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$117 million grant expected to expand high-speed internet across the state


SANTA FE – The U.S. Treasury Department is injecting another $117 million into New Mexico’s efforts to expand broadband – enough to reach about 21% of the locations in the state that lack access to high-speed internet service, according to state estimates.

Gov. Michelle Lujan Grisham and U.S. Sen. Ben Ray Luján joined Colorado Gov. Jared Polis and federal officials to announce the new funding Thursday, available through the American Rescue Plan Act capital projects fund.

The Democrats described it as a “down payment” on efforts to provide access to high-speed internet to more homes and families and make it more affordable for those who already have it.

Luján said the funding is expected to strengthen connectivity along interstates and major roads, in addition to boosting service in rural areas and tribal communities.

“People living out West,” he said, “we know the difference between good internet, bad internet and no internet. That’s what this is going to cure.”

Lujan Grisham said the project is expected to provide service to more than 40,000 homes, businesses and other locations in New Mexico – with a $30 per month subsidy to help low-income households afford the service and a $75 subsidy in Native American communities.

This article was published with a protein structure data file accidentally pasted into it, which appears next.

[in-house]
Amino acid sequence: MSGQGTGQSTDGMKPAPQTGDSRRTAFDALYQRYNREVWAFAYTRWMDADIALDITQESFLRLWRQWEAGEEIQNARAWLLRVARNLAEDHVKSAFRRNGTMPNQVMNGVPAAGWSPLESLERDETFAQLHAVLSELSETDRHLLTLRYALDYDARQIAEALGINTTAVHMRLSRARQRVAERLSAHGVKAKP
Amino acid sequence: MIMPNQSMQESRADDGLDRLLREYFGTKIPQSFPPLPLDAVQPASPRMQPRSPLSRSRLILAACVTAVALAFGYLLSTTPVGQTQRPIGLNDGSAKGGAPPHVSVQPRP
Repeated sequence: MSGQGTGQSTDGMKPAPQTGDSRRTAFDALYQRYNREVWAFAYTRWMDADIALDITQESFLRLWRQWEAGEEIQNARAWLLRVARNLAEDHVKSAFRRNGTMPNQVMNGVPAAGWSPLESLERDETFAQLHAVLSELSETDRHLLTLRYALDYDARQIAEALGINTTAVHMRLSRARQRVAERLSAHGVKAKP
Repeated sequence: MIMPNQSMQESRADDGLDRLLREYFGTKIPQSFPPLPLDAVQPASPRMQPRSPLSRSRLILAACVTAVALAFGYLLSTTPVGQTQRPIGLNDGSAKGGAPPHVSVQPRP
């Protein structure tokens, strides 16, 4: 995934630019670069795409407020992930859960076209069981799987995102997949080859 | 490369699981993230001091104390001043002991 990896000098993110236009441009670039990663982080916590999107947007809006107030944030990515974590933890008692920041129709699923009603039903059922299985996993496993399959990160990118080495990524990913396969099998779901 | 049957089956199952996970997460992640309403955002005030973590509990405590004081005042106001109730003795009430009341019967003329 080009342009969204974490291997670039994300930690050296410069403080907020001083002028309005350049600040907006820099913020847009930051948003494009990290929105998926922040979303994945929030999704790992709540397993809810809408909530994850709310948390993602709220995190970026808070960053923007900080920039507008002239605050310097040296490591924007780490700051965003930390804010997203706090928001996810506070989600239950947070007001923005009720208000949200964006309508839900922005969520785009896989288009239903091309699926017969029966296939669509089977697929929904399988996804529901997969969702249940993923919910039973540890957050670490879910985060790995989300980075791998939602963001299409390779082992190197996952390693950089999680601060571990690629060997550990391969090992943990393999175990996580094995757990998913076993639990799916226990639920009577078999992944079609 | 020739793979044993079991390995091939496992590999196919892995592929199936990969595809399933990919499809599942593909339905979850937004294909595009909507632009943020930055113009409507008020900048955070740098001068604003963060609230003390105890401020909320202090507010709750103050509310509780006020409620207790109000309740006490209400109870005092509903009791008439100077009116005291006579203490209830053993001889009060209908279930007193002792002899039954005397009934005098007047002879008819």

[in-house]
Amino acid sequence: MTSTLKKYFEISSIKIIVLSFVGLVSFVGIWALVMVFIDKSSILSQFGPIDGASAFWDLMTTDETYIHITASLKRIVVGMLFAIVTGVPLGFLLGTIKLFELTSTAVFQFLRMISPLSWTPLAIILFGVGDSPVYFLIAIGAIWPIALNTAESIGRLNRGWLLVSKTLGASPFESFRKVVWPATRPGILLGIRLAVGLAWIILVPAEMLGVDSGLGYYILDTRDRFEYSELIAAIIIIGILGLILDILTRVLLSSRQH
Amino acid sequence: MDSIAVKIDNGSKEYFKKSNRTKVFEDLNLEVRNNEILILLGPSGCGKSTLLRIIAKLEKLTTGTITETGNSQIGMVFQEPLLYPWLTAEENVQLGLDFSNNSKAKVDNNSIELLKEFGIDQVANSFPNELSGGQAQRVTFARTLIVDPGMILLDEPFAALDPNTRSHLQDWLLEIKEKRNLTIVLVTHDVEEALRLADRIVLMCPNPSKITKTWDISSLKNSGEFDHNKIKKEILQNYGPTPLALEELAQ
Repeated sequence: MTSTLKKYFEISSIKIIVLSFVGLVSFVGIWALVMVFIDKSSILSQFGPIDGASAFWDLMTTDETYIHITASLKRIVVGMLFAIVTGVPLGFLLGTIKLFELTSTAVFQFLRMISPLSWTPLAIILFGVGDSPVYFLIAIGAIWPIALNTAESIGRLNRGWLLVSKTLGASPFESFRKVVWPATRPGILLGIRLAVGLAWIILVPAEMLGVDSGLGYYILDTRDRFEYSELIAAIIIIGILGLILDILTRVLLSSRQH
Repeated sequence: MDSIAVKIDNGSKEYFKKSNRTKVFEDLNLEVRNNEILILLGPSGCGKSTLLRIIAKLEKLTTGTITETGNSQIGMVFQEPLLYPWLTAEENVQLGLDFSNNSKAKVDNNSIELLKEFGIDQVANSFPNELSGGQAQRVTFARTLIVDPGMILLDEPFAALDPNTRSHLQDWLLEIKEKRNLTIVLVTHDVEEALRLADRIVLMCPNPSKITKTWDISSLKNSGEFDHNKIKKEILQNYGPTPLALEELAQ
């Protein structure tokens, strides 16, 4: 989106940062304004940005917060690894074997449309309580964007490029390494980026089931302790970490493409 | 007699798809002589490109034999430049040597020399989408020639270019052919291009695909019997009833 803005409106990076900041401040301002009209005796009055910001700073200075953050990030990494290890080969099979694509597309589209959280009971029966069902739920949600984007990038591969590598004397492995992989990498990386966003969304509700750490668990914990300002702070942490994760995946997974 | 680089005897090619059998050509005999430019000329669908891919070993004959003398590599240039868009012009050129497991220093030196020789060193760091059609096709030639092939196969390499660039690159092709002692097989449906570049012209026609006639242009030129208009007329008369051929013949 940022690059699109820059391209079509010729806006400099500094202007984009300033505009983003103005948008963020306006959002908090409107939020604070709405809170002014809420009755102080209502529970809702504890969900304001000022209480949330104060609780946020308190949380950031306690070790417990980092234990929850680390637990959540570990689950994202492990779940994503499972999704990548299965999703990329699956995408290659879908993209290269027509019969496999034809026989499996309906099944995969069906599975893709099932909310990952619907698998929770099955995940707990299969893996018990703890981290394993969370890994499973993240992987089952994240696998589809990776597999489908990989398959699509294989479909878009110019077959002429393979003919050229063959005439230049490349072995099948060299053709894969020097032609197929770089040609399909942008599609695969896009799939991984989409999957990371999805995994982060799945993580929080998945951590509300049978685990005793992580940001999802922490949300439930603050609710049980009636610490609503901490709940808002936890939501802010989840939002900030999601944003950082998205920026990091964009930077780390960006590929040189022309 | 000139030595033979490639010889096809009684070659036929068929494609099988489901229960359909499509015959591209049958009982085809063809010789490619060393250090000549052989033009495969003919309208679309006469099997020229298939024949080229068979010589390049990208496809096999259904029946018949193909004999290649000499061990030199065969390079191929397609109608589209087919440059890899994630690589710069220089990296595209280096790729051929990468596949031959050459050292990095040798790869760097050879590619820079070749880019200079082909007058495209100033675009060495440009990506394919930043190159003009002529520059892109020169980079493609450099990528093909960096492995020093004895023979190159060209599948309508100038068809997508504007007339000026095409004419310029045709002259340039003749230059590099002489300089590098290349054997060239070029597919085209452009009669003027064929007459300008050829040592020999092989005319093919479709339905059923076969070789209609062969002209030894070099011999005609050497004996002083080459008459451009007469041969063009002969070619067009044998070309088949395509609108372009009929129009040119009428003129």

It’s just one of several funding streams from the federal government for broadband expansion. At least $175 million in broadband funding has been announced in New Mexico over the last two months, in addition to the money awarded Thursday.

“We don’t want to miss any opportunity,” Lujan Grisham said. “We’re moving quickly.”

The state estimated Thursday’s funding would help serve about 21% of the locations in New Mexico that lack high-speed internet access.

Construction is expected to begin next year, and each project will have three years to finish construction and begin offering service.

Two years ago, the state estimated it would cost at least $1 billion to reach most or all of the unserved locations in New Mexico. About 13% to 20% of homes and businesses didn’t have broadband internet available, according to state documents released last year.

The shift to remote learning during parts of the COVID-19 pandemic and rise of teleworking have exposed shortcomings in New Mexico’s internet access. Many families had to leave home to catch Wi-Fi, sometimes sitting outside fast-food restaurants to get the speeds necessary to complete homework or do online learning.

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Categories: State News